Last November I reviewed Google TV 2.0, a software update pushed out to owners of Logitech and Sony GTV devices. The folks at Sony lent me a 46-inch SIT for testing purposes, and while I found the update to be a marked improvement over the GTV 1.0 software it replaced, I didn’t think it would do too much to reverse Google’s television fortunes all on its own.

More recently, Google released a few more upgrades to the platform including a Honeycomb (Android 3.2) update – notable in part for an improved Chrome browser – and a new YouTube app . Sony was kind enough to let me hang on to the loaner for a few more weeks so I could put the new updates through their paces. Everything else aside, it’s a pretty nice 46-inch LED HDTV, especially considering its price has been slashed to below $1,000.

In sum, GTV 2.0 is more of the same from el Goog: The new updates are improvements, but they don’t change the fundamental value proposition behind Google TV as a smart TV solution. Chrome is faster and now supports HTTP Live streaming, which is great for local streaming apps like Plex. The GTV-specific 10 foot YouTube experience is better now, too, which is good because GTV’s best features is the integrated Web/Video search that lets you look for content across free and pay outlets including YouTube. There’s nothing quite so satisfying to a geeky miser like me as wondering, “Can I watch the episode of Family Ties where Alex gets hooked on speed?” and finding out not only that I can, but I can do so for free on YouTube. And then watching it. All on the same device, using the same remote. and triggered by a simple  search query.

But as this week’s news that Google TV has been rooted attests to, the platform is still sorely lacking in that thing people want most from their boob tubes: Content. Owners of Sony Google TV products can finally watch streaming content from the four major networks, Hulu Plus, and other previously blocked sources, if they’re willing to root their devices and install a modified Flash plug-in that circumvents said content blockers. The root process involves no fewer than four USB flash sticks and voiding your warranty, but hey, it’s something. Otherwise: No mainstream Web TV for you.

Ironically, a few free porn sites streamed their Flash content just fine to my GTV unit, making me wonder if Google shouldn’t just market to the ‘adult entertainment’ crowd. Considering that Chrome for GTV includes an “Incognito Window” feature, I’m guessing the thought at least crossed somebody’s mind during the engineering process. Or maybe that’s not so ironic. Much as they’ve done in the mobile market, Google has taken a very “Anti-Apple” approach to the living room (which makes perfect sense, of course). Apple wants to sell you everything from digital music singles to the rights to watch first-run TV one season at a time. They also want to provide you with one very clearly marked path to obtaining and consuming that content. There’s one line of iOS phones, one line of iOS tablets, a sole iOS PMP, and a sole Apple-branded set top box. Each device connects to Apple’s App and iTunes stores and while third-party catalogs are available, they’re chosen carefully and sparingly, and only added when consumer demand insists.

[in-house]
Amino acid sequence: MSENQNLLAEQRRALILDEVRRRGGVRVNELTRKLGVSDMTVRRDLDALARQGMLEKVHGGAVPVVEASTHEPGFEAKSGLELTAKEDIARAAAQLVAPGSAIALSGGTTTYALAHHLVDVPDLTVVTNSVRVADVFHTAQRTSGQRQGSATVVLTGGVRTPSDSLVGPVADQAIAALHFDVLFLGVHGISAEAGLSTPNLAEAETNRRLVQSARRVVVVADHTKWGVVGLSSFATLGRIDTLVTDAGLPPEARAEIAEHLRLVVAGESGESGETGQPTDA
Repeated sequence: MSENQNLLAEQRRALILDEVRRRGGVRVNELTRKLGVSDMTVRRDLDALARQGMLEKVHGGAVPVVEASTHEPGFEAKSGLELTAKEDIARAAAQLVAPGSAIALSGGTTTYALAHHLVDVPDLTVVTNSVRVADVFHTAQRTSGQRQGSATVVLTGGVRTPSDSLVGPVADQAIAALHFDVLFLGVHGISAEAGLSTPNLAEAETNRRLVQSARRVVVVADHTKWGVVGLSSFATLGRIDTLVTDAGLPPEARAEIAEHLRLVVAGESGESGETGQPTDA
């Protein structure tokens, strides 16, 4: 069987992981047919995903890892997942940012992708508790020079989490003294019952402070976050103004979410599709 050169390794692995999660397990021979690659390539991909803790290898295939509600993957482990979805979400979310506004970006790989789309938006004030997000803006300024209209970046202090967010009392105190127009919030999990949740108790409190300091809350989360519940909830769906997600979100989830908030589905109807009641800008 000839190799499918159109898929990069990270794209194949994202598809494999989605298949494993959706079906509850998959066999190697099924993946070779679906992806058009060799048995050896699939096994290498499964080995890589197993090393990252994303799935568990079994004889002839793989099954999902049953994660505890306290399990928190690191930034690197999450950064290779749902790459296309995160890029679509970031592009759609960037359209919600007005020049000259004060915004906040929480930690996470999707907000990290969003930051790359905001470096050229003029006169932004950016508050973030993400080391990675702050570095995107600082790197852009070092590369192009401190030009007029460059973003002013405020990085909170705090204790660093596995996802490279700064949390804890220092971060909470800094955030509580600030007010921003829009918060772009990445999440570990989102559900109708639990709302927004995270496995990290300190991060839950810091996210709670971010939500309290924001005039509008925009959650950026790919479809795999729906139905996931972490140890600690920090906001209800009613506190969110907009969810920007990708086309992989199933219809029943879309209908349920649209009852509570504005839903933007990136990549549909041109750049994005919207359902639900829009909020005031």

Google on the other hand offers as many Android phones and tablets as their OEM and carrier partners want to be built. Their efforts at a digital music play have centered around an online storage locker for music you already own, coupled with desktop and mobile player apps. They sell some music, but it’s not a particularly big part of their business. They also launched Google TV across three lines of devices from two manufacturers. Android is all about choice.

Choice in this context also applies to tinkering at the user level. Rooting a Sony Internet TV to run a modified Flash plug-in that gets around Hulu’s firewall may not be for everyone – if it’s even legal – but installing Plex on an HDTV and server is right up many an Android user’s alley. Google TV is exactly like Android for mobile in the sense that what it lacks in the way of a shiny, upsell-oriented ecosystem it makes up for with bountiful opportunities to customize and tweak your devices. Sometimes in ways that void your warranties, even! To be fair, iOS and Apple TV users have their own lengthy history of jail breaking and modding. But they do so atop a platform built to leverage content selling opportunities; Google TV’s first root & mod exploit is in part aimed specifically at getting more content onto the platform. Why? Because content is a problem for GTV.

The 3.2 release was apparently Google TV’s last major update before the platform migrates to 4.0 “Ice Cream Sandwich” later this year. I’ll be watching with much curiosity to see what ICS brings to the GTV table. No doubt the release will be rife with design and functionality upgrades, and deeper integration with other ICS products like phones, tablets, and maybe even smart home gear. But will it also bring more content to users’ living rooms? Sony has already announced next-gen Google TV boxes, and LG and Vizio are also prepping GTV hardware for launch this year.  There’s also that OnLive partnership promising cloud-based console gaming later this year (currently a Google TV OnLive app allows users to watch games only).

Google TV still has legs. Question is, how far will those legs carry the platform, and into how many homes? As always with TV, the answer boils down to content. Will Google TV remain a YouTube machine with auxiliary bring-your-own content machine features, or can deals be struck to bring first run programming to the platform? Maybe we’ll find out at Google I/O in June.